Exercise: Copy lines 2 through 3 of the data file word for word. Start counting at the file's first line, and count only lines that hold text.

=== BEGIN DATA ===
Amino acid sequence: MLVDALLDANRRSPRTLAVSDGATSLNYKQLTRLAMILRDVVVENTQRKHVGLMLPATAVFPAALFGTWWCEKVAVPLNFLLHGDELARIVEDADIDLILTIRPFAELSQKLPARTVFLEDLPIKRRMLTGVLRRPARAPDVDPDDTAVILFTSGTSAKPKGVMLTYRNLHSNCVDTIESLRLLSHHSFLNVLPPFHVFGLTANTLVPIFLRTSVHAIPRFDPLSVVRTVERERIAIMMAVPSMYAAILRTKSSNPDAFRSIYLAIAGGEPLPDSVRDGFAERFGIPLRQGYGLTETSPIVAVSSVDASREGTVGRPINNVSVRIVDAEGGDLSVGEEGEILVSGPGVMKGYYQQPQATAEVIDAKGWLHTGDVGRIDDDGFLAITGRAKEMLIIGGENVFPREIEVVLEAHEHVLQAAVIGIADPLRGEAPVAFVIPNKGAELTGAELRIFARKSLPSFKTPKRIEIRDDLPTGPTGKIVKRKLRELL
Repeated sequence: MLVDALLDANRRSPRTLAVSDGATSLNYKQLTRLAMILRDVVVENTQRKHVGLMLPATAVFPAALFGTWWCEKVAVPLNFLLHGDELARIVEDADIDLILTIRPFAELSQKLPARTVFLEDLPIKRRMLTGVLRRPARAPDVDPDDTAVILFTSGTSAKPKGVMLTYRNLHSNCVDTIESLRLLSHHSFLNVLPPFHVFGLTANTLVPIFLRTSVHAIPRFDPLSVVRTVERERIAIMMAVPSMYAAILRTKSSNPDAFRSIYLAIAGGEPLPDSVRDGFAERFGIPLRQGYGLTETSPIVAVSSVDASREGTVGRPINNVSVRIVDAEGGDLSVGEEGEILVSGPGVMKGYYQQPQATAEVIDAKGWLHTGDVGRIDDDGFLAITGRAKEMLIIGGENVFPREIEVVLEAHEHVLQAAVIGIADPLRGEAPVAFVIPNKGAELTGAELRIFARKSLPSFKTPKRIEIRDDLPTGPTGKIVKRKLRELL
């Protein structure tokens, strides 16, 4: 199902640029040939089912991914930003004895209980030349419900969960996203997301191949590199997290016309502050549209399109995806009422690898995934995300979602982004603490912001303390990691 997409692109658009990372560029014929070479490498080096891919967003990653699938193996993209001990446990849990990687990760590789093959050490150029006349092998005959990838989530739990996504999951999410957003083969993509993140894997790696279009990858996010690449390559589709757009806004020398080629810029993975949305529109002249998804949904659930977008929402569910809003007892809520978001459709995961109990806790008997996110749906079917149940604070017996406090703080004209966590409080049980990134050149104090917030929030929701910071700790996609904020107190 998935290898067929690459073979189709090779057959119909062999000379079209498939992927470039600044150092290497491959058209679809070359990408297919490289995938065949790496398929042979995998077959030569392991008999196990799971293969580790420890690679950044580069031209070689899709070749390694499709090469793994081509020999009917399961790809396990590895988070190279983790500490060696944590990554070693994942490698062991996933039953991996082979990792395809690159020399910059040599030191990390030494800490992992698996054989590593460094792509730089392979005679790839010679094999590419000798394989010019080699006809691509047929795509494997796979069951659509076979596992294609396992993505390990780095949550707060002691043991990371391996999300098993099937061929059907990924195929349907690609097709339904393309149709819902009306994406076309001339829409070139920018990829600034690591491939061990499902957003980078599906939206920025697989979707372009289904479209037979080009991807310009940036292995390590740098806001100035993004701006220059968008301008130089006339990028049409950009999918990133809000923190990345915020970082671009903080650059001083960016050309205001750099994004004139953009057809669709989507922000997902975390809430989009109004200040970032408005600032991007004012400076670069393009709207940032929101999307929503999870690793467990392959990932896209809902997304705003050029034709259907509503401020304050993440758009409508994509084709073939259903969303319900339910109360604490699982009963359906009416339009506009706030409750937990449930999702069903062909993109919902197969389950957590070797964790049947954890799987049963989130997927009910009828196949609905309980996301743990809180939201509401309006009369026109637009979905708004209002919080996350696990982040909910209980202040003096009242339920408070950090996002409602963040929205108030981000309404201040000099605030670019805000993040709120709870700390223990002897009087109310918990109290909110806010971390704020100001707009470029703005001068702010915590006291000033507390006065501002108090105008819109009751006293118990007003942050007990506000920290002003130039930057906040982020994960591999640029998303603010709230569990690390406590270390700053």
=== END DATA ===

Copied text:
Repeated sequence: MLVDALLDANRRSPRTLAVSDGATSLNYKQLTRLAMILRDVVVENTQRKHVGLMLPATAVFPAALFGTWWCEKVAVPLNFLLHGDELARIVEDADIDLILTIRPFAELSQKLPARTVFLEDLPIKRRMLTGVLRRPARAPDVDPDDTAVILFTSGTSAKPKGVMLTYRNLHSNCVDTIESLRLLSHHSFLNVLPPFHVFGLTANTLVPIFLRTSVHAIPRFDPLSVVRTVERERIAIMMAVPSMYAAILRTKSSNPDAFRSIYLAIAGGEPLPDSVRDGFAERFGIPLRQGYGLTETSPIVAVSSVDASREGTVGRPINNVSVRIVDAEGGDLSVGEEGEILVSGPGVMKGYYQQPQATAEVIDAKGWLHTGDVGRIDDDGFLAITGRAKEMLIIGGENVFPREIEVVLEAHEHVLQAAVIGIADPLRGEAPVAFVIPNKGAELTGAELRIFARKSLPSFKTPKRIEIRDDLPTGPTGKIVKRKLRELL
């Protein structure tokens, strides 16, 4: 199902640029040939089912991914930003004895209980030349419900969960996203997301191949590199997290016309502050549209399109995806009422690898995934995300979602982004603490912001303390990691 997409692109658009990372560029014929070479490498080096891919967003990653699938193996993209001990446990849990990687990760590789093959050490150029006349092998005959990838989530739990996504999951999410957003083969993509993140894997790696279009990858996010690449390559589709757009806004020398080629810029993975949305529109002249998804949904659930977008929402569910809003007892809520978001459709995961109990806790008997996110749906079917149940604070017996406090703080004209966590409080049980990134050149104090917030929030929701910071700790996609904020107190 998935290898067929690459073979189709090779057959119909062999000379079209498939992927470039600044150092290497491959058209679809070359990408297919490289995938065949790496398929042979995998077959030569392991008999196990799971293969580790420890690679950044580069031209070689899709070749390694499709090469793994081509020999009917399961790809396990590895988070190279983790500490060696944590990554070693994942490698062991996933039953991996082979990792395809690159020399910059040599030191990390030494800490992992698996054989590593460094792509730089392979005679790839010679094999590419000798394989010019080699006809691509047929795509494997796979069951659509076979596992294609396992993505390990780095949550707060002691043991990371391996999300098993099937061929059907990924195929349907690609097709339904393309149709819902009306994406076309001339829409070139920018990829600034690591491939061990499902957003980078599906939206920025697989979707372009289904479209037979080009991807310009940036292995390590740098806001100035993004701006220059968008301008130089006339990028049409950009999918990133809000923190990345915020970082671009903080650059001083960016050309205001750099994004004139953009057809669709989507922000997902975390809430989009109004200040970032408005600032991007004012400076670069393009709207940032929101999307929503999870690793467990392959990932896209809902997304705003050029034709259907509503401020304050993440758009409508994509084709073939259903969303319900339910109360604490699982009963359906009416339009506009706030409750937990449930999702069903062909993109919902197969389950957590070797964790049947954890799987049963989130997927009910009828196949609905309980996301743990809180939201509401309006009369026109637009979905708004209002919080996350696990982040909910209980202040003096009242339920408070950090996002409602963040929205108030981000309404201040000099605030670019805000993040709120709870700390223990002897009087109310918990109290909110806010971390704020100001707009470029703005001068702010915590006291000033507390006065501002108090105008819109009751006293118990007003942050007990506000920290002003130039930057906040982020994960591999640029998303603010709230569990690390406590270390700053």